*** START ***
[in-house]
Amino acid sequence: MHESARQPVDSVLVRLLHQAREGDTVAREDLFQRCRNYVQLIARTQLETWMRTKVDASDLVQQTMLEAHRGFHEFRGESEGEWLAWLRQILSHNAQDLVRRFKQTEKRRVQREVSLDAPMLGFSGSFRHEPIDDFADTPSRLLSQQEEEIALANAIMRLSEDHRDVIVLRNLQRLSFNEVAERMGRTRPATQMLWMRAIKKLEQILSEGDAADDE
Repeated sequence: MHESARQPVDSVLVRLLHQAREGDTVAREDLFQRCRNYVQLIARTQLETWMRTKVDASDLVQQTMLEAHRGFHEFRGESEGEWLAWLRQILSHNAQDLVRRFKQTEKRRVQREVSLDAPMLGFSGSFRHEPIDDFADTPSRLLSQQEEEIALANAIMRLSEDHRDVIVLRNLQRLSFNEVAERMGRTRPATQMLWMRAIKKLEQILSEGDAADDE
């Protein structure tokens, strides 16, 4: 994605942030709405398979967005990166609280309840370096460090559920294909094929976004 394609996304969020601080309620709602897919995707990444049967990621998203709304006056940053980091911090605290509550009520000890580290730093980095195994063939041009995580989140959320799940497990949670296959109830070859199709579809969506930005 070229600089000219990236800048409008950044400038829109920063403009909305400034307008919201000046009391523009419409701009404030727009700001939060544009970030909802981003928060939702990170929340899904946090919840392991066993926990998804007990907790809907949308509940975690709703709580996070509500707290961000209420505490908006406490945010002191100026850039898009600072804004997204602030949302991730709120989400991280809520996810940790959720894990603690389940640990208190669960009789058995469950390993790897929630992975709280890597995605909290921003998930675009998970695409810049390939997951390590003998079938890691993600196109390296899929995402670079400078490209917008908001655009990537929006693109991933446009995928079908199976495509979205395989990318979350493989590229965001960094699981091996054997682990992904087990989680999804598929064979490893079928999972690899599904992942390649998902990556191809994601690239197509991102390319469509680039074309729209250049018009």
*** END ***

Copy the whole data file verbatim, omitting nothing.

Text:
[in-house]
Amino acid sequence: MHESARQPVDSVLVRLLHQAREGDTVAREDLFQRCRNYVQLIARTQLETWMRTKVDASDLVQQTMLEAHRGFHEFRGESEGEWLAWLRQILSHNAQDLVRRFKQTEKRRVQREVSLDAPMLGFSGSFRHEPIDDFADTPSRLLSQQEEEIALANAIMRLSEDHRDVIVLRNLQRLSFNEVAERMGRTRPATQMLWMRAIKKLEQILSEGDAADDE
Repeated sequence: MHESARQPVDSVLVRLLHQAREGDTVAREDLFQRCRNYVQLIARTQLETWMRTKVDASDLVQQTMLEAHRGFHEFRGESEGEWLAWLRQILSHNAQDLVRRFKQTEKRRVQREVSLDAPMLGFSGSFRHEPIDDFADTPSRLLSQQEEEIALANAIMRLSEDHRDVIVLRNLQRLSFNEVAERMGRTRPATQMLWMRAIKKLEQILSEGDAADDE
């Protein structure tokens, strides 16, 4: 994605942030709405398979967005990166609280309840370096460090559920294909094929976004 394609996304969020601080309620709602897919995707990444049967990621998203709304006056940053980091911090605290509550009520000890580290730093980095195994063939041009995580989140959320799940497990949670296959109830070859199709579809969506930005 070229600089000219990236800048409008950044400038829109920063403009909305400034307008919201000046009391523009419409701009404030727009700001939060544009970030909802981003928060939702990170929340899904946090919840392991066993926990998804007990907790809907949308509940975690709703709580996070509500707290961000209420505490908006406490945010002191100026850039898009600072804004997204602030949302991730709120989400991280809520996810940790959720894990603690389940640990208190669960009789058995469950390993790897929630992975709280890597995605909290921003998930675009998970695409810049390939997951390590003998079938890691993600196109390296899929995402670079400078490209917008908001655009990537929006693109991933446009995928079908199976495509979205395989990318979350493989590229965001960094699981091996054997682990992904087990989680999804598929064979490893079928999972690899599904992942390649998902990556191809994601690239197509991102390319469509680039074309729209250049018009």